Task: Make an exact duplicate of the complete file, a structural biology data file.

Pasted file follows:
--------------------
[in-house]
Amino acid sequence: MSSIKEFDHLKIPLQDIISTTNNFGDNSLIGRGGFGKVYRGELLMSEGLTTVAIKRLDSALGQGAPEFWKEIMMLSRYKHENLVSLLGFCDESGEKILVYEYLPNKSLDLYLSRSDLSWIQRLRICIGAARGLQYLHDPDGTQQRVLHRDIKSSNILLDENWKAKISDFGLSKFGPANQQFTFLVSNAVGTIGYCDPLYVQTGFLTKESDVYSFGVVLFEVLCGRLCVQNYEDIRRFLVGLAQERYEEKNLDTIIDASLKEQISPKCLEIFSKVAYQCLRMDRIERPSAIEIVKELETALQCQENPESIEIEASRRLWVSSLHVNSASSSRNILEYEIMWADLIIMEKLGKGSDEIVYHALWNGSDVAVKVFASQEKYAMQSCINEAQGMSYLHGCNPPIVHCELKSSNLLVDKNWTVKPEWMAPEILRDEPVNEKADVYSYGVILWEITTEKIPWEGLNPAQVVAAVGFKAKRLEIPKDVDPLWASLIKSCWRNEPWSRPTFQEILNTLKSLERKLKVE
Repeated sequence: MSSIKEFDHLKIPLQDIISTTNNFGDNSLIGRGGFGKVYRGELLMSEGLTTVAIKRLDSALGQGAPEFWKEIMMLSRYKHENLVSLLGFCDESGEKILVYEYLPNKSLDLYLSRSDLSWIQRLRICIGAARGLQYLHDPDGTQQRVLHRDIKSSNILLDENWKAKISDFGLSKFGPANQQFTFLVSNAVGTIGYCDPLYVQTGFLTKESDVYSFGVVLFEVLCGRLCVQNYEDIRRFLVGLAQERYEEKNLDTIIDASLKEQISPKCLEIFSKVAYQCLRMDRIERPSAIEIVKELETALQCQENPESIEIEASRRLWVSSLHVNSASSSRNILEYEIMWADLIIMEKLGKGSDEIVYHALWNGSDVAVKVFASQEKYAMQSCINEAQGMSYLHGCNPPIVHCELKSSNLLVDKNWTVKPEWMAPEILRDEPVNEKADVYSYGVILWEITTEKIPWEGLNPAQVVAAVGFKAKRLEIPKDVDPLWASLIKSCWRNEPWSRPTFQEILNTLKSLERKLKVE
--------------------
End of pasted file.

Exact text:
[in-house]
Amino acid sequence: MSSIKEFDHLKIPLQDIISTTNNFGDNSLIGRGGFGKVYRGELLMSEGLTTVAIKRLDSALGQGAPEFWKEIMMLSRYKHENLVSLLGFCDESGEKILVYEYLPNKSLDLYLSRSDLSWIQRLRICIGAARGLQYLHDPDGTQQRVLHRDIKSSNILLDENWKAKISDFGLSKFGPANQQFTFLVSNAVGTIGYCDPLYVQTGFLTKESDVYSFGVVLFEVLCGRLCVQNYEDIRRFLVGLAQERYEEKNLDTIIDASLKEQISPKCLEIFSKVAYQCLRMDRIERPSAIEIVKELETALQCQENPESIEIEASRRLWVSSLHVNSASSSRNILEYEIMWADLIIMEKLGKGSDEIVYHALWNGSDVAVKVFASQEKYAMQSCINEAQGMSYLHGCNPPIVHCELKSSNLLVDKNWTVKPEWMAPEILRDEPVNEKADVYSYGVILWEITTEKIPWEGLNPAQVVAAVGFKAKRLEIPKDVDPLWASLIKSCWRNEPWSRPTFQEILNTLKSLERKLKVE
Repeated sequence: MSSIKEFDHLKIPLQDIISTTNNFGDNSLIGRGGFGKVYRGELLMSEGLTTVAIKRLDSALGQGAPEFWKEIMMLSRYKHENLVSLLGFCDESGEKILVYEYLPNKSLDLYLSRSDLSWIQRLRICIGAARGLQYLHDPDGTQQRVLHRDIKSSNILLDENWKAKISDFGLSKFGPANQQFTFLVSNAVGTIGYCDPLYVQTGFLTKESDVYSFGVVLFEVLCGRLCVQNYEDIRRFLVGLAQERYEEKNLDTIIDASLKEQISPKCLEIFSKVAYQCLRMDRIERPSAIEIVKELETALQCQENPESIEIEASRRLWVSSLHVNSASSSRNILEYEIMWADLIIMEKLGKGSDEIVYHALWNGSDVAVKVFASQEKYAMQSCINEAQGMSYLHGCNPPIVHCELKSSNLLVDKNWTVKPEWMAPEILRDEPVNEKADVYSYGVILWEITTEKIPWEGLNPAQVVAAVGFKAKRLEIPKDVDPLWASLIKSCWRNEPWSRPTFQEILNTLKSLERKLKVE